* subclasses of Command which implement concrete modifications of your model for each request you are interested to catch,
   * subclasses of EditPolicies which translate the Requests sent by the active tool into Commands modifying your model and show appropriate feedback for these Requests. 
   6.3) Event flow :

Events occuring on Controls where EditPartViewers are installed are what triggers all the editing process. GEF doesn't use any listeners on draw2d figures to capture events. Here is a picture from the IBM redbook which illustrates the event flow :

Gef desc2 im18.gif

All the events occuring on a SWT Control on the top of which an EditPartViewer is installed are forwarded to something called the "active tool" of the EditDomain. The active tool knows from which EditPartViewer the events it receives come.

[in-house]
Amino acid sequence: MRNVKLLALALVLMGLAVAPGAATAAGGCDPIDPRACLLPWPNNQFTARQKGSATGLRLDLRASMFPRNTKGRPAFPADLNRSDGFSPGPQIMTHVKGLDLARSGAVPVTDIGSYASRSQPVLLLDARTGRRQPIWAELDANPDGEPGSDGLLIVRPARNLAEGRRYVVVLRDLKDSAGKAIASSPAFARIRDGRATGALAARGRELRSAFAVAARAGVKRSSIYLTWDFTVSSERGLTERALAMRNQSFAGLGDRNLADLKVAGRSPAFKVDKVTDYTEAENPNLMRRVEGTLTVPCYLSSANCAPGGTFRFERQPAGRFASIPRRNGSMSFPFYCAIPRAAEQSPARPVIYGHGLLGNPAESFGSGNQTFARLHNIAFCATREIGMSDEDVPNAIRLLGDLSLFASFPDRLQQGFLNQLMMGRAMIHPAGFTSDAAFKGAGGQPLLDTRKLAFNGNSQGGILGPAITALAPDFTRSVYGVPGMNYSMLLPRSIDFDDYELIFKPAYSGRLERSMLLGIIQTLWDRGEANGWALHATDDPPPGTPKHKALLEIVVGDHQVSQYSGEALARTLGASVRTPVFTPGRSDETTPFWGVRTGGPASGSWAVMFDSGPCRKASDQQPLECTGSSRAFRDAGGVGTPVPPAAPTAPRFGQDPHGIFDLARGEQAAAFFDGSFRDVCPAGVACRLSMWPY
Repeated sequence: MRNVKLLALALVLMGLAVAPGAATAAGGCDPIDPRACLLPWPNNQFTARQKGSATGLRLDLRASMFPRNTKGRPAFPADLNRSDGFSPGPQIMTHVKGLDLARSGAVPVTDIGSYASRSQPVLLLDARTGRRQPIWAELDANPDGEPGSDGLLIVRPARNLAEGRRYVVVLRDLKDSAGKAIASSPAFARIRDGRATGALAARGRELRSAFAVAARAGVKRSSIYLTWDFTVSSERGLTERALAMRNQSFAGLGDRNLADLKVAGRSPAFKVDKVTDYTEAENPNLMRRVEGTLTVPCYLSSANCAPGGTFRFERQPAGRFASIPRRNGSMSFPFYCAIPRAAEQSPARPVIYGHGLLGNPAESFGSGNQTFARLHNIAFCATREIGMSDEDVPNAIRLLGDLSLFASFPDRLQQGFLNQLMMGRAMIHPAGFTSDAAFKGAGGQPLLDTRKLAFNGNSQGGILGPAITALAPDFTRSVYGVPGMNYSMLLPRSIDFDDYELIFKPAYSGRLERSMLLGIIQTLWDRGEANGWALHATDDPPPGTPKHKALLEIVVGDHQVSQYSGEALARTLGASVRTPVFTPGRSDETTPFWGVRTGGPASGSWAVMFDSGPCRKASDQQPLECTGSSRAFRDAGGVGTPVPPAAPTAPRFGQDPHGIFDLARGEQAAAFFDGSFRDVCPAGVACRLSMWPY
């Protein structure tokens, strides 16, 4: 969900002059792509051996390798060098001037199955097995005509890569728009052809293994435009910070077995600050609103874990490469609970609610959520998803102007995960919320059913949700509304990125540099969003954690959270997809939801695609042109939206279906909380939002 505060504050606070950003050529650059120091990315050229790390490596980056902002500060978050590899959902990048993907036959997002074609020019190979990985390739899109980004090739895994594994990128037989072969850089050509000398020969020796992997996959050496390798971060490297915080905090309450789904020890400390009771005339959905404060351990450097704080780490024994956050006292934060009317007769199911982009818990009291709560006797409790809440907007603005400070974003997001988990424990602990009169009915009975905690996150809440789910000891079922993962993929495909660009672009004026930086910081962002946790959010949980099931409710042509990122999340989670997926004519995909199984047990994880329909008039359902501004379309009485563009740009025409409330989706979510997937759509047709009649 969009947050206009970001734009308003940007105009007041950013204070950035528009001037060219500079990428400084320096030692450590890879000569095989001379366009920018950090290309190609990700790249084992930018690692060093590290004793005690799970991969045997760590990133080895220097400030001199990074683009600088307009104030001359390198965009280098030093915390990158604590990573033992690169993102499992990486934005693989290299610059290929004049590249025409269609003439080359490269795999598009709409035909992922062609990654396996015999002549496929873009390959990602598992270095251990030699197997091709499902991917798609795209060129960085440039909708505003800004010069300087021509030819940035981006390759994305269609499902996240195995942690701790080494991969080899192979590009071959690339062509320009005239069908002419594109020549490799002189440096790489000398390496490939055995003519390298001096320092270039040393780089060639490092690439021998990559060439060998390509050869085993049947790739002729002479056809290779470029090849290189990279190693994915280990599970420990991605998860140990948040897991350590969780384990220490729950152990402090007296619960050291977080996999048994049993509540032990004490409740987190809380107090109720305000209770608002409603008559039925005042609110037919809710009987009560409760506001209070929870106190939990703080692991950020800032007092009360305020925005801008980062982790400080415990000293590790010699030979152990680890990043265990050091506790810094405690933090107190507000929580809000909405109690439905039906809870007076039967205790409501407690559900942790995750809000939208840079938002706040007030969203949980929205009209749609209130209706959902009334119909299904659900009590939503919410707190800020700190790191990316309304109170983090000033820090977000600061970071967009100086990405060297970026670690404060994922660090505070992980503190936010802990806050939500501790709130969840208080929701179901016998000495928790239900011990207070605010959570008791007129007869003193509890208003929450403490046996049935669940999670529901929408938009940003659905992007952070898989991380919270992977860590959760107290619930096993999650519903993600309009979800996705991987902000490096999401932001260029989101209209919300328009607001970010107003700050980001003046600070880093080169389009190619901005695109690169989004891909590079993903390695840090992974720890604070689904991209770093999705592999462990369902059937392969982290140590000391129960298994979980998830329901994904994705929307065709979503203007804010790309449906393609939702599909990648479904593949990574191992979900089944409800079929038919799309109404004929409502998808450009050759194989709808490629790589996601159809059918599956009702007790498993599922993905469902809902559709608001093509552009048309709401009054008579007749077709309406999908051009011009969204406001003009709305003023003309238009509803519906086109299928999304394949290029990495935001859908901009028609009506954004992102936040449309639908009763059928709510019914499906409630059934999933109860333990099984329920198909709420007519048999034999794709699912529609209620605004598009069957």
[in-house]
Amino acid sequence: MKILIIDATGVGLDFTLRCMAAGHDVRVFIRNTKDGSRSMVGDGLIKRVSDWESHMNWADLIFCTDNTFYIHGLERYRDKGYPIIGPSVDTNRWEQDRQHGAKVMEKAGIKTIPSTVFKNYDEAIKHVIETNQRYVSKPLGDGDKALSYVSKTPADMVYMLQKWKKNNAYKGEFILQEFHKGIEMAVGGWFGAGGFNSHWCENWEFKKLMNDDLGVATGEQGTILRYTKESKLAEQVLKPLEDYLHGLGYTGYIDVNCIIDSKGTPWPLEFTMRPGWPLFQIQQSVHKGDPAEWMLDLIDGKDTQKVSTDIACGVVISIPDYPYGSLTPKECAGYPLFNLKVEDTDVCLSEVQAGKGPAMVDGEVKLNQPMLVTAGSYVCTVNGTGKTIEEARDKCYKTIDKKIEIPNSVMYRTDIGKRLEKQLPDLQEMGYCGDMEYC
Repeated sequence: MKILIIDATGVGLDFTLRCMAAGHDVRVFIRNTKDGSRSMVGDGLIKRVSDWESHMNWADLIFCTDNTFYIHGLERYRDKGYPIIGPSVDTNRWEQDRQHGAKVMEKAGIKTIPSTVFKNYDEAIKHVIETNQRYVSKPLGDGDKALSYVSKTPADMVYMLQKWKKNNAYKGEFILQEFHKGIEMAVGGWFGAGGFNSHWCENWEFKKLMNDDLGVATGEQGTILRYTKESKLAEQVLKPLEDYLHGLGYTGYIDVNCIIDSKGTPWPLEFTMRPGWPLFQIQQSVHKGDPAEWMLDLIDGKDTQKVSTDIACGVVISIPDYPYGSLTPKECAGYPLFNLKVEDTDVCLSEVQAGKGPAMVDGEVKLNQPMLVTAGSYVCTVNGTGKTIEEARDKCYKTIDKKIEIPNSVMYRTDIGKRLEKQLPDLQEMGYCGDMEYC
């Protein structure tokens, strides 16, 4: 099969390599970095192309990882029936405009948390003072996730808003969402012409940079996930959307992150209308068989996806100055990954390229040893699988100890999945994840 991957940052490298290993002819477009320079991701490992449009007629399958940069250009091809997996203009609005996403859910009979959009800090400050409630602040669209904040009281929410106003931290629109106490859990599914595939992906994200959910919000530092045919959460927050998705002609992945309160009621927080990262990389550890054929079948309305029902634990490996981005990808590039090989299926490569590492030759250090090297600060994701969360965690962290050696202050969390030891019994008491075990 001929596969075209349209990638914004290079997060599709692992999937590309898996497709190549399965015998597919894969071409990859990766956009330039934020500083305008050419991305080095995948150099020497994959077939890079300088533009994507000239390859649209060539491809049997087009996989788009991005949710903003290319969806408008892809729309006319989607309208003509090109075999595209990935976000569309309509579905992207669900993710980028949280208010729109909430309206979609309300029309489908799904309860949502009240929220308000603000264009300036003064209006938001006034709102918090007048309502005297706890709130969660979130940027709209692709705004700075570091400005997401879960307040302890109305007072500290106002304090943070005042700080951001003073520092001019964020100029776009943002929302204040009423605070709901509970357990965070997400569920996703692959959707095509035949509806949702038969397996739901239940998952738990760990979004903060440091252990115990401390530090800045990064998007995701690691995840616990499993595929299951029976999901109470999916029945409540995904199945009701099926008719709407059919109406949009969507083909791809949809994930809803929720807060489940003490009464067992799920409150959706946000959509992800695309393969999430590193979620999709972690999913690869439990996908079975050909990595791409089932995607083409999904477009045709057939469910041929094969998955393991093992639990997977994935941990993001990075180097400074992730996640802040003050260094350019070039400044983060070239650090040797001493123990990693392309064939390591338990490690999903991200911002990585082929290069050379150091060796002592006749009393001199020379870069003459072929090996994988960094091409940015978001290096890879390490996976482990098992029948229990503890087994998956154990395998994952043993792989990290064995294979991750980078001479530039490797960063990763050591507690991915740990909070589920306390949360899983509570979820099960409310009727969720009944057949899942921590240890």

But what if there are listeners installed on the draw2d Figures ? Who will receive the events in this case ? GEF, Draw2d or the two of them ?

The Draw2d LightWeightSystem installed by each GraphicalViewer on top of its Control uses a special EventDispatcher. First this EventDispatcher sends the events it receives to Draw2d. If an event is consumed by Draw2d (there is a method in the event class to check whether or not it has already been consumed) the process ends here. If it hasn't, it is sent to the EditDomain and is forwarded to the active tool.

In other words, Draw2d always gets a chance to catch the event before GEF does and at most one of them catch it.

   6.4) Tools, Requests, feedback:

Intro :

GEF needs a way to translate raw events coming from the actions of the user on the interface into high level editing operation orders with an associated contract ("move this element here", "add this element to this parent", "reconnect this connection to this node", "create a new child of this type for this parent",...). Requests are such orders.